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Assisted dispute resolution

Assisted dispute resolution (ADR) is an important part of the efficient resolution of litigation in the Court context, with cases now almost routinely referred to some form of ADR. In addition to providing a forum for potential settlement, mediation is an integral part of the Court’s case management.

In recognition of the Court’s unique model of mediation and commitment to a quality professional development program, the Court became a Recognised Mediator Accreditation Body in September 2015 and implemented the Federal Court Mediator Accreditation Scheme (FCMAS). The FCMAS incorporates the National Mediator Accreditation Standards and the majority of court-ordered mediations are conducted by registrars who are trained and accredited by the Court under the FCMAS.

In the native title jurisdiction, while native title registrars now conduct most mediations of native title matters, the Court maintains a list on its website of appropriately qualified professionals if there is a need to engage an external mediator or co-facilitate mediation.

Since the 2010–11 reporting period, the Court has maintained comprehensive statistical information about referrals to ADR and the outcomes of ADR processes held during the relevant reporting period. Mediation referrals are summarised in Table 3.5. As in previous years, the data should be considered in light of various factors. Firstly, referrals to mediation or other types of ADR may occur in a different reporting period to the conduct of that mediation or ADR process. Secondly, not all referrals to mediation or the conduct of mediation occur in the same reporting period as a matter was filed. This means that comparisons of mediation referrals or mediations conducted as a proportion of the number of matters filed in the Court during the reporting period are indicative only. Thirdly, the data presented on referrals to ADR during the reporting period does not include information about ADR processes that may have been engaged in by parties before the matter is filed in the Court, or where a private mediator is used during the course of the litigation. Similarly, the statistics provided in Table 3.5 do not include instances where judges of the Court order experts to confer with each other to identify areas where their opinions are in agreement and disagreement without the supervision of a Registrar.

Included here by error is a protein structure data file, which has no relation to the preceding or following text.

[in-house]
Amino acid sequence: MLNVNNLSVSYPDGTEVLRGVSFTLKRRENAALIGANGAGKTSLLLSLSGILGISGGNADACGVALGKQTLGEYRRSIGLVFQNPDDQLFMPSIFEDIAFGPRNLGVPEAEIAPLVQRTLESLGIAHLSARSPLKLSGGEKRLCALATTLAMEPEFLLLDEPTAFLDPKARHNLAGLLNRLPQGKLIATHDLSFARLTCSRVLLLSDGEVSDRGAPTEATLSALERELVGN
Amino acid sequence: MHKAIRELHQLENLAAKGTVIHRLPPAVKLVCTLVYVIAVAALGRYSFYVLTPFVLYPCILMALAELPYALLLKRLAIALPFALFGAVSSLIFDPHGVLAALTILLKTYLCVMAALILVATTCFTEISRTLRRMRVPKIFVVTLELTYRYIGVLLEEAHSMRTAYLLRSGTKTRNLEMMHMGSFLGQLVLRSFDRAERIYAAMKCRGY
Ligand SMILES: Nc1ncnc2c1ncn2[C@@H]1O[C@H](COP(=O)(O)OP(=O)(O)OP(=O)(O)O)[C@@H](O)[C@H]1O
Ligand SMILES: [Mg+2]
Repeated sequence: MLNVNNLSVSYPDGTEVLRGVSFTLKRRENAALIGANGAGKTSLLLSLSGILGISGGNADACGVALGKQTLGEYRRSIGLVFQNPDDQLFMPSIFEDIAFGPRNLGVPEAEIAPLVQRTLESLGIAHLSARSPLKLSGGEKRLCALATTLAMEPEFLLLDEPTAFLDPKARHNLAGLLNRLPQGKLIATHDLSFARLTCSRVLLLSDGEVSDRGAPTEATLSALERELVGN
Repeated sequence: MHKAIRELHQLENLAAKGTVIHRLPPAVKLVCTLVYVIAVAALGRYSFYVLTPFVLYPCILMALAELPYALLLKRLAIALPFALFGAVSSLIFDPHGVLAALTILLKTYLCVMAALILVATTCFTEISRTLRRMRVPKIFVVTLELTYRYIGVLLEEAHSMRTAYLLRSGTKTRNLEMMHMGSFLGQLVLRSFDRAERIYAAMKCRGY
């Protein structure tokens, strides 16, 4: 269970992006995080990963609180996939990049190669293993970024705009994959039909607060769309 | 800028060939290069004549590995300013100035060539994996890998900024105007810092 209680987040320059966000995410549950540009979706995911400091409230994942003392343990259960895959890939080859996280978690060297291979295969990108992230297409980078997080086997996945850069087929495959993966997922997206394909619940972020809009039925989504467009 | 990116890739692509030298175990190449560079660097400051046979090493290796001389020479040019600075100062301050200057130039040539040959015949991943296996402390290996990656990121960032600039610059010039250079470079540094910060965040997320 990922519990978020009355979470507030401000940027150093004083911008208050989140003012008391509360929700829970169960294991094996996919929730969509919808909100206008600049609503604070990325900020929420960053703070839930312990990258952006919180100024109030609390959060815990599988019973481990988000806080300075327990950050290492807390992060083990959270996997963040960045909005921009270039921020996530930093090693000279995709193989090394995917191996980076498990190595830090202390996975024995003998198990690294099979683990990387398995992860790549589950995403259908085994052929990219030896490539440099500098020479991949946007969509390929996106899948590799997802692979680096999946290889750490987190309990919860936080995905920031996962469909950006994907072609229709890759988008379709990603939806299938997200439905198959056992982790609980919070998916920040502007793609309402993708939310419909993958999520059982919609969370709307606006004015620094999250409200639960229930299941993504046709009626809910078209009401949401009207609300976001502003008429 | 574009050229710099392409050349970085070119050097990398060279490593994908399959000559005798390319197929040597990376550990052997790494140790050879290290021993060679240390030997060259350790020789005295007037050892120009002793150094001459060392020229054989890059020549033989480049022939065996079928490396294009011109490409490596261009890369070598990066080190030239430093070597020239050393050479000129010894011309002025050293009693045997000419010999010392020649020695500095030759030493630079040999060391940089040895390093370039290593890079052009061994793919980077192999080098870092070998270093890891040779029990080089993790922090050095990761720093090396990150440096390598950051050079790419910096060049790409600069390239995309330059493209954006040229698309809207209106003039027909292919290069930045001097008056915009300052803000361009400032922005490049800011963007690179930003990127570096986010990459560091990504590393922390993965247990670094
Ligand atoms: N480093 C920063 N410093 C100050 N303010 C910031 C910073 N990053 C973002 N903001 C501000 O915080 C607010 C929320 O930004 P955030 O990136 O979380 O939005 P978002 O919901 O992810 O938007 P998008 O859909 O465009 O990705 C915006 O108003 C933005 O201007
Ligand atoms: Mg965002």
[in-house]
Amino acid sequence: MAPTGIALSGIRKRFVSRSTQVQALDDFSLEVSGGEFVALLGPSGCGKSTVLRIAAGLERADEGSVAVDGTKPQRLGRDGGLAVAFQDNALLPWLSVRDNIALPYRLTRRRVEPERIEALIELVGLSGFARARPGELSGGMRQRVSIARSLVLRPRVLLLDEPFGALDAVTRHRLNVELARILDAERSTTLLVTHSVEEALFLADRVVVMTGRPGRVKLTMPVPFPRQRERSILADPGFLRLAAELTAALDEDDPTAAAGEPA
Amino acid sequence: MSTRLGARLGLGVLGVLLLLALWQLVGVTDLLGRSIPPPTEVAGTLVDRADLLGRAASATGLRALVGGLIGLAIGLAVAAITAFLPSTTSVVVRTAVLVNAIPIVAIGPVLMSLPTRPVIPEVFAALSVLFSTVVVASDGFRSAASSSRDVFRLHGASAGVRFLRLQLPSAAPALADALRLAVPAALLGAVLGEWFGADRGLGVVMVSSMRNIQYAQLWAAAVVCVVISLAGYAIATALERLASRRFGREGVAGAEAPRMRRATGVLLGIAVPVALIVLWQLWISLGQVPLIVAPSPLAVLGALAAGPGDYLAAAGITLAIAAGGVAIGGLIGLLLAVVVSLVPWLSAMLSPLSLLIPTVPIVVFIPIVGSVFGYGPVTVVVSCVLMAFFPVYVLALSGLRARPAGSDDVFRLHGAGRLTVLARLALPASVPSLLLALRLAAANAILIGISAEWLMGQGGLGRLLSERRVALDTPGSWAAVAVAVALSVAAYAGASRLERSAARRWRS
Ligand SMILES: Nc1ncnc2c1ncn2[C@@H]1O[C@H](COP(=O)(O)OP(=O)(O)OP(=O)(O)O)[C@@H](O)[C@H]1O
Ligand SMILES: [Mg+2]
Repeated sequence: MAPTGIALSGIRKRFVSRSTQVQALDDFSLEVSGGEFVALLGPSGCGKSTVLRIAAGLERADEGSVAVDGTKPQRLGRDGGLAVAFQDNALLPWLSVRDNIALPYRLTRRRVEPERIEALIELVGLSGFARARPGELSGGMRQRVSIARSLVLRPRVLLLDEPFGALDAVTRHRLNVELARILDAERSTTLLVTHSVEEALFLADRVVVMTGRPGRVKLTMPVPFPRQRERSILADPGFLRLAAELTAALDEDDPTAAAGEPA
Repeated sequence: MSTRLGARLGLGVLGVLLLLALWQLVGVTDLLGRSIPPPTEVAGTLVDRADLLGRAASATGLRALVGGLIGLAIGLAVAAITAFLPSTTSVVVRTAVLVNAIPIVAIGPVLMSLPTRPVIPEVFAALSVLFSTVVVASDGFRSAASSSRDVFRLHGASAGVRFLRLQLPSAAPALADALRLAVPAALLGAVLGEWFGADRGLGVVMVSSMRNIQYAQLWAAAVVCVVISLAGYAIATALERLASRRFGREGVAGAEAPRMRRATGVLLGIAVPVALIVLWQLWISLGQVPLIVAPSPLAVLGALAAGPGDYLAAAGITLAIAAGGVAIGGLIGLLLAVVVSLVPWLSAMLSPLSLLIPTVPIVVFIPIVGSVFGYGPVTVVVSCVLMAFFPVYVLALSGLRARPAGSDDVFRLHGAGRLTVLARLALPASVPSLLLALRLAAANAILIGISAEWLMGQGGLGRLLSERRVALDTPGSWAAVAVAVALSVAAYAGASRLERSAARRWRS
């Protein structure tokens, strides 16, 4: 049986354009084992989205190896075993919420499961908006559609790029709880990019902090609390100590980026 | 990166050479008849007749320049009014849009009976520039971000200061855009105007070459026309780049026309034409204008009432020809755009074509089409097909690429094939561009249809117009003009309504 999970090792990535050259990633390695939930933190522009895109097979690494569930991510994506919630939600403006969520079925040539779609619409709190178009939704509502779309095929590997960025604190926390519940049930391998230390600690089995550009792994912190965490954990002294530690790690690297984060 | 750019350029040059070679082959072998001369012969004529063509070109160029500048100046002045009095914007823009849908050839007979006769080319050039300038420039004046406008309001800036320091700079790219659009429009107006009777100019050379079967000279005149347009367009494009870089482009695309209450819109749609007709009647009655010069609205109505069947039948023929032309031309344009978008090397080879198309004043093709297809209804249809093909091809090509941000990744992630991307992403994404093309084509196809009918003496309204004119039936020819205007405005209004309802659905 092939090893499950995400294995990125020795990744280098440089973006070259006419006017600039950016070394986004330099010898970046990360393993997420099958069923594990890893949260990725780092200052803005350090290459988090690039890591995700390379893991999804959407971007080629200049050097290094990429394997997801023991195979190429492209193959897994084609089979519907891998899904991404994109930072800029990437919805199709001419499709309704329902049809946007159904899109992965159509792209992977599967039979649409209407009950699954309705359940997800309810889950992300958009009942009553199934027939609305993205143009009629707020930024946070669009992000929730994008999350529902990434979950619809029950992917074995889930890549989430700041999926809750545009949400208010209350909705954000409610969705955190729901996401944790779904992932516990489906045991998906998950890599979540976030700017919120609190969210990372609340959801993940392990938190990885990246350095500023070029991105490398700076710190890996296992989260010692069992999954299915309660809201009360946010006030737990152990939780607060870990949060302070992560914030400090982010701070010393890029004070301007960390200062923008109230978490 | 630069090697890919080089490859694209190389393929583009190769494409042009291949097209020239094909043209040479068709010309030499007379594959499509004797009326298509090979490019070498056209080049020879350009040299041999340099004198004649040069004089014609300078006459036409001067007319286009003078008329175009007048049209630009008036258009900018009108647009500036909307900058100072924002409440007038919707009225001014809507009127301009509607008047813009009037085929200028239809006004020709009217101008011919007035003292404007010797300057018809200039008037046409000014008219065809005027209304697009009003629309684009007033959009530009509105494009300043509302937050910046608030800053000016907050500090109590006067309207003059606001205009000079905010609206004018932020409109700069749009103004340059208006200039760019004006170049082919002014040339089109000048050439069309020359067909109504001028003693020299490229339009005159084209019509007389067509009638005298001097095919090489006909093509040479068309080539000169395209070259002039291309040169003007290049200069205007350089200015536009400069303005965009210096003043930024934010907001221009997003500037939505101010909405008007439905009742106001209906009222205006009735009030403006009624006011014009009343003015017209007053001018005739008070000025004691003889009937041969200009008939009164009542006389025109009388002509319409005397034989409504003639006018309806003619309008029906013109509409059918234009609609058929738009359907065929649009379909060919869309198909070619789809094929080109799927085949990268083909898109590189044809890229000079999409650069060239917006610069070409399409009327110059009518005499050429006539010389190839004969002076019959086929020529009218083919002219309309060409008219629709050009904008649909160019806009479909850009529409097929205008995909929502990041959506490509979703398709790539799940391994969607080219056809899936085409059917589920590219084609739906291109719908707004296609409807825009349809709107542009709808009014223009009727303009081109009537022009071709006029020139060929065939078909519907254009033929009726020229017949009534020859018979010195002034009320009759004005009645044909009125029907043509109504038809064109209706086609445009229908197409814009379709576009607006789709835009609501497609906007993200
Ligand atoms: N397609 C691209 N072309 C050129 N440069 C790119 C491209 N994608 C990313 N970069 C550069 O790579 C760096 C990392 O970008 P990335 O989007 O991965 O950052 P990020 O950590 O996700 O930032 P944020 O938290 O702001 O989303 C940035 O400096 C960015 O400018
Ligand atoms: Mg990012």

On 17 March 2020, in response to the COVID-19 pandemic, the Chief Justice determined that all listings, including mediations, be conducted by remote access technology. In the three month period since 1 April 2020, the Court has conducted 156 mediations: 86 by video conference and 70 by telephone.

During the reporting period, there was a 16 per cent reduction in the number of matters referred to mediation compared with the 2018–19 reporting period, although referrals by matter type is broadly consistent with past years.

A collection of statistics concerning the workload of the Court by NPA is contained in Appendix 5: Workload statistics.

Table 3.5: Mediation referrals in 2019–20 by NPA and registry

NPA

NSW

VIC

QLD

WA

SA

NT

TAS

ACT

TOTAL

Administrative and constitutional law and human rights

4

20

8

3

1

0

1

0

37

Admiralty and maritime

6

0

0

0

0

0

0

0

6

Commercial and corporations

62

82

18

14

7

1

2

5

191

Employment and industrial relations

32

61

12

13

3

0

3

4

128

Federal crime and related proceedings

0

0

0

0

0

0

0

0

0

Intellectual property

23

28

11

4

0

0

0

0

66

Migration

0

2

0

0

0

0

0

0

2

Native title

4

2

6

5

0

0

0

0

17

Other federal jurisdiction

16

5

4

2

1

2

1

1

32

Taxation

0

2

1

0

0

0

0

0

3

Total

147

202

60

41

12

3

7

10

482